As per a report released by credit rating agency CRISIL, the state of West Bengal has the lowest per capita capital expenditure among the larger states of the country. The report, published in English daily Business Standard, calculated the capital expenditure for the period 2015-19, and found that of West Bengal spend 1,610 rupees per person, compared to 6,350 rupees in Telangana, which has highest per capita capital expenditure.
The expenditure of a budget could be classified into capital and revenue expenditure. The recurring expenditures (payment of salaries and pensions, administrative expenses, Interest payments on loans), is classified as revenue expenditure. This expenditure is ‘fixed’ to a large extent and therefore could not be ‘slashed’.
Investment in new projects like construction of schools, roads, and hospitals is called capital expenditure. Higher Capex leads to economic growth and job growth while lower Capex leads to slowdown. As per the report, capital expenditure is one fourth to that of Telangana. The capex in West Bengal is even less than that of UP and Bihar, which had per capita capital expenditure of 2,760 and 2,308 rupees respectively.
The Mamata Banerjee government in West Bengal has resorted to competitive populism with list of freebies, caste and minority benefits.
BJP president Amit Shah, in a speech in West Bengal, had said that the state’s share in the nation’s GDP was 25 percent at the time of independence and now it is at a mere 4 percent. So the question is that who is to be blamed for this destruction of the economy of West Bengal? The prevailing socio-economic policies at the national and international level or, the incompetent governments of the state? Unfortunately, both of these contributed in turning one of richest regions in the country to one of the poorest.
West Bengal has one of the lowest capital expenditure. This problem is due to excess revenue expenditure by the government on inefficient welfare schemes. The inability to raise revenues and a tendency to overspend on revenue expenditure has crippled capital expenditure in the state. Lower capital expenditure threatens the sustainability of the state’s growth path, as well as the state’s ability to lower the debt-GDP ratio.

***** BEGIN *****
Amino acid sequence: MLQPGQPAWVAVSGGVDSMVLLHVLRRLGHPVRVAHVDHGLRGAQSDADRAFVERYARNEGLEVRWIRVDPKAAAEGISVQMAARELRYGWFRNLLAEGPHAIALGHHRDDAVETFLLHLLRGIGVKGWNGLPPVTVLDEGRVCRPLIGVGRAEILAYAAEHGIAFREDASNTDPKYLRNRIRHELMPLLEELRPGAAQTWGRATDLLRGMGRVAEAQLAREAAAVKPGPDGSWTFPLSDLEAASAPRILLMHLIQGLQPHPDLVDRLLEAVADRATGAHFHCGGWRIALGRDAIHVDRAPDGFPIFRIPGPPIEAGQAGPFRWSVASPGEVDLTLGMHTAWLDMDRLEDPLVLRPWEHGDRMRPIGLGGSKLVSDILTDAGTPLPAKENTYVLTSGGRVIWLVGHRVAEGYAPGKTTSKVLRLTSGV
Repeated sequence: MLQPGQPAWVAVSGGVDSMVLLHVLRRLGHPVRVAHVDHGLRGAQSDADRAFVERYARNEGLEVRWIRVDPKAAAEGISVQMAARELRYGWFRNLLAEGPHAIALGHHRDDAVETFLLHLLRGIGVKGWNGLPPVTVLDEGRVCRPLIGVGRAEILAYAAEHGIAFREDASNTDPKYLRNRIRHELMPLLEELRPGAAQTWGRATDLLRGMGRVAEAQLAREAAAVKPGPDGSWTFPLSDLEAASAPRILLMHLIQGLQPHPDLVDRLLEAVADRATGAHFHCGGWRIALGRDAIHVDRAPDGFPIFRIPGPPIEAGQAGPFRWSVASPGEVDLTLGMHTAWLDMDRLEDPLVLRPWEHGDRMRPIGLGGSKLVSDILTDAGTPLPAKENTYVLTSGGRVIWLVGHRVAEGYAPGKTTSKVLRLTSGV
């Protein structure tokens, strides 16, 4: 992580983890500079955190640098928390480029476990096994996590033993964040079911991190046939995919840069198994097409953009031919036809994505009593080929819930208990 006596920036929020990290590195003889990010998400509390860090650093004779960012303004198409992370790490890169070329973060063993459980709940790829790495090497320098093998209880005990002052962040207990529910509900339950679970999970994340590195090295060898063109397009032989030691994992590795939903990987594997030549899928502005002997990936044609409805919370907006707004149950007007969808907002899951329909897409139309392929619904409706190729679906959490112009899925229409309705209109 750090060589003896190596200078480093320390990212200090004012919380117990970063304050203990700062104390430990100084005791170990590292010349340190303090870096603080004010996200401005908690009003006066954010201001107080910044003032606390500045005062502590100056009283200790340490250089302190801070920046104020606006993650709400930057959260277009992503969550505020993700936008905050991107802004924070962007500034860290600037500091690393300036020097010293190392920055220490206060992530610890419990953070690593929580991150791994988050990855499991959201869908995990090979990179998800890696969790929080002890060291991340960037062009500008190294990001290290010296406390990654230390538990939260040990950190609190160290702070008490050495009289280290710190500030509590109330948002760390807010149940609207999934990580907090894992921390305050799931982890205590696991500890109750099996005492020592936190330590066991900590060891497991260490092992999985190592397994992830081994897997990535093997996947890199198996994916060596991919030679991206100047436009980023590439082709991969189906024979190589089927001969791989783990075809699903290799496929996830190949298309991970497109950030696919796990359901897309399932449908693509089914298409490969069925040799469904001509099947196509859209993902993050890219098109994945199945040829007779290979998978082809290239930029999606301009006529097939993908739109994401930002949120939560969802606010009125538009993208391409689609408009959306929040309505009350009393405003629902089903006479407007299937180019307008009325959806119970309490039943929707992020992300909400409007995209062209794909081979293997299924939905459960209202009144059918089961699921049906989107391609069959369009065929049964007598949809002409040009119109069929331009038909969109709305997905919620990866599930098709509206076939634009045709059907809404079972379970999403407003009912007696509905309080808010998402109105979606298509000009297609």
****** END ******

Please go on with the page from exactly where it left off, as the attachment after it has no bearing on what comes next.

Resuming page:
Ideally, the states should spend higher on capital expenditure because they do not have to deal with sectors such as defence and internal security which require huge spending.
The states could increase investment in the economy by spending on social security benefits; this will lead to higher economic growth and job creation. Higher economic growth will also lead to better tax collection in future and this will create a ‘virtuous cycle’.
But so far, the state has trimmed the capital expenditure increase by spending on ‘freebies’ like farm loan waiver and unemployment benefits. This has resulted in ‘vicious cycle’ and is equally responsible for the slowdown in economic growth and unemployment. Just as it is on the central government, it is also an obligation on the state to ensure job growth and rapid economic growth, and states like Telangana under the TRS government must not opt out of it, while doling out freebies aimed at election outcomes.
The left-front and the TMC have destroyed the economy of the state and a regime change is necessary to put the state back on the path of growth. Now, only a regime change can bring back the golden days of ‘Amar Sonar Bangla’. If Kolkata wants to reclaim the status of ‘economic capital of India’, the state of West Bengal must learn to elect better people and parties to govern the state and the city.